Miiiilk. Spelled with four I's. A central battlecry for one of the sides in the debate wars about the development of the Guitar Hero franchise. When new Guitar Hero titles have appeared I have always been the one who has refrained from using the word in question. I have defended the series and can honestly say I've had fun with titles like Guitar Hero: Aerosmith. The reason is that every part actually has offered something new. Little innovations in gameplay or music selection. Not always brilliant, but at least fresh.
For number one was number one, Guitar Hero II offered base and the third game had a new developer and boss fights. World Tour brought a whole band together. But Guitar Hero 5... This is definitely the most anonymous game in the series. Just more of everything. Not even a subtitle or exciting box art. Is it time for even me to use the M-word?
Guitar Hero 5 contains 85 songs by 83 different artists and the music style is very varied. You get to play everything from Coldplay to Johnny Cash, and even Rammstein for the guy who wants to feel angry and German (and who doesn't?). Variation is of course hard to criticise, but I can understand people who regard the track list as random. There's kind of an emphasis on modern music; about a quarter of the songs have been released in the last 18 months.
Apart from the songs in the box it's now possible (for the first time in the series history) to import songs from previous titles, which of course is a good thing. Not all the songs are available though; from World Tour it's at the moment only possible (for a small fee) to import 35 songs, and from Smash Hits only 21. DLC songs are also available for re-download.
Guitar Hero 5 offers a few relatively interesting changes in gameplay. The best one is that your band now can consist of any instrument combination. 4 guitars or even 4 drummers is possible, and any combination in between. All the band members now have their own rock meter and should it hit the red your band mates can revive you, either by star power or just by playing well for a while. "Band Moments" consist of sections of fiery notes that everyone has to hit for more points, visual effects and a cozy feeling of plastic camaraderie.
Two new partylike game modes are also on the menu, and these make it clear how Guitar Hero 5 really are flirting with the casual players. The first one is called Party Play and lets players jump in and out of bands anytime they please, even in the middle of a song. Instruments and difficulty can also be changed at any time. RockFest is played by four people in the couch or eight band members online. Here are also several subcategories where we play with different rules. In Momentum, for instance, the difficulty is changed dynamically depending on how well you play, Perfectionist counts how many percent notes that have been hit, and Streakers is not about playing in the nude, instead the goal is to hit as long combos as possible.
Before every song we also get informed about specific challenges. These consist of whammying the long notes as much as possible, nailing a certain amount of hammer-ons or pull-offs, or just maintaining a 4x multiplier for a certain amount of time. Experienced and beautiful players like me who don't raise an eyebrow at a five-star round will find these extra challenges a welcome touch that will maintain interest during the whole song. Completed challenges rewards you with extra stars, which help you progress through the career mode quicker.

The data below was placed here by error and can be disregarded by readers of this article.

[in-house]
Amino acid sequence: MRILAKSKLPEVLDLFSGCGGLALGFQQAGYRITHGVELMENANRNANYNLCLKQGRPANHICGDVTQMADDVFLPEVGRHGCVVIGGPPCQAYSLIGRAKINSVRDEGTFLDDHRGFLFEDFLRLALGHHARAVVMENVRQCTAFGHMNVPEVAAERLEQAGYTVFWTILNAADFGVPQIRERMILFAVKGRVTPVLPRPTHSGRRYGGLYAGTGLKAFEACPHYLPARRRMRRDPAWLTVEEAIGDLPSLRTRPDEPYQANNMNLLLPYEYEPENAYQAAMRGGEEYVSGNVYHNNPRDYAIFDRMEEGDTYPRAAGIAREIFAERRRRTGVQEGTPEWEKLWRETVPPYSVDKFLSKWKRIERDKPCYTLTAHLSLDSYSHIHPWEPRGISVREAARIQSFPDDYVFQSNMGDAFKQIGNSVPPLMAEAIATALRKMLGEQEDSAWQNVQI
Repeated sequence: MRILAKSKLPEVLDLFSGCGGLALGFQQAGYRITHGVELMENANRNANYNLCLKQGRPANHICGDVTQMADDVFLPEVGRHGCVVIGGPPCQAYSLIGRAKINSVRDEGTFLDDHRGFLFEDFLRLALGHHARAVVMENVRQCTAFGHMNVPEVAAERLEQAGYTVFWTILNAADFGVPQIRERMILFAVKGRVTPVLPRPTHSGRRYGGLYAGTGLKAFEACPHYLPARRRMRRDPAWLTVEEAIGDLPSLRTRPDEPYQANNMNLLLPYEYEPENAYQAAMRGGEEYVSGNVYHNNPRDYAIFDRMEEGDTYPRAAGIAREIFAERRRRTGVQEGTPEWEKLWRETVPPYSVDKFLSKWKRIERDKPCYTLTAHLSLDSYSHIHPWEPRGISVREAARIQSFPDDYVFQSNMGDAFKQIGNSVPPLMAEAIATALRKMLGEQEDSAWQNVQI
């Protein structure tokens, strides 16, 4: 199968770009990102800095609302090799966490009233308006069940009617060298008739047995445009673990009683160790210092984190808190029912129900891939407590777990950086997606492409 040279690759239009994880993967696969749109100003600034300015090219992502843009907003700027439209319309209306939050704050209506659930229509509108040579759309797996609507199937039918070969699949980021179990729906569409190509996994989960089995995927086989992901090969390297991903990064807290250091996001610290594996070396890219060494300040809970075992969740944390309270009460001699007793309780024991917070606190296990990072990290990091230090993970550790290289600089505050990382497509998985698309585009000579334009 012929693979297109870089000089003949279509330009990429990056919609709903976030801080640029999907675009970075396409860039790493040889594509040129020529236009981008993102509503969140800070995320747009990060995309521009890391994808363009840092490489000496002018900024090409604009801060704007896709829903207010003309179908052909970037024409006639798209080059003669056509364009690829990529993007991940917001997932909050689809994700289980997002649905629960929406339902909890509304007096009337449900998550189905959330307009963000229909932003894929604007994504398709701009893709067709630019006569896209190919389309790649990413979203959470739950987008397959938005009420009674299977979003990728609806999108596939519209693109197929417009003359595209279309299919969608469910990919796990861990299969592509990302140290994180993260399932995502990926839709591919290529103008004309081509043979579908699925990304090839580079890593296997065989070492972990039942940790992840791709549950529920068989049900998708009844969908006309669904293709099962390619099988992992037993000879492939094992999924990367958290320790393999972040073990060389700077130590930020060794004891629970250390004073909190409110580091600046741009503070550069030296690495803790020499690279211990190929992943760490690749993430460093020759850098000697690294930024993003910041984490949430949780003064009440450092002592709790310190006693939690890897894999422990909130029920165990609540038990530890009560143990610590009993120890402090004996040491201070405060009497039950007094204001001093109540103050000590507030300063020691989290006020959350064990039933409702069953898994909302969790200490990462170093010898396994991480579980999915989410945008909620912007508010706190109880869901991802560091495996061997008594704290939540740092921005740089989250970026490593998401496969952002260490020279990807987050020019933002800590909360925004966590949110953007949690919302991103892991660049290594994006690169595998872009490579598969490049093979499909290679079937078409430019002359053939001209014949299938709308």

There's not a whole lot of of banana-difficult songs here though. There are exceptions though; Jeff Becks "Scatterbrain", The Derek Trucks Bands "Younk Funk" (instrumental Guitar Hero-songs really kick ass) and Children of Bodoms "Done With Everything, Die for Nothing" are pretty demanding tracks for the guitarists, as well as Santanas "No One to Depend On", which the drummers might find pretty interesting too.
Talking presentation, Guitar Hero 5 is really yummy. In spite of some curious font choices, the menus are a joy to flick through and everything is as we said more accessible than for instance World Tours phony tour/gig-setup. The guitar neck is nice, the star power effects are nice and the venues are designed with a lot of imagination. These arc between places like an Irish green festival venue to a hay-smelling country club. The characters have never looked more life-like in their rockish movements and the lip sync is spot-on. The camera angles and "swooshing" pans over the band members after a finished songs also give a great sense of accomplishment.
Including Johnny Cash and Kurt Cobain as playable characters is something that Activision have promoted heavily as the ace up Guitar Hero 5:s sleeve, in trailers and press releases. Somehow something doesn't feel right about this . Both of the stars were people I don't think would have approved something like this, but there you are. Go have fun with them.
So will I, your humble reviewer, utter the dreaded M-word? It is a difficult, almost personal and intimate question. After several entertaining sessions of Guitar Hero 5 I can say that milking isn't necessarily a bad thing, as long as the milk tastes good. Guitar Hero 5 is a satisfying, somewhat familiar milk, but perhaps some rest for the cow would do some good...
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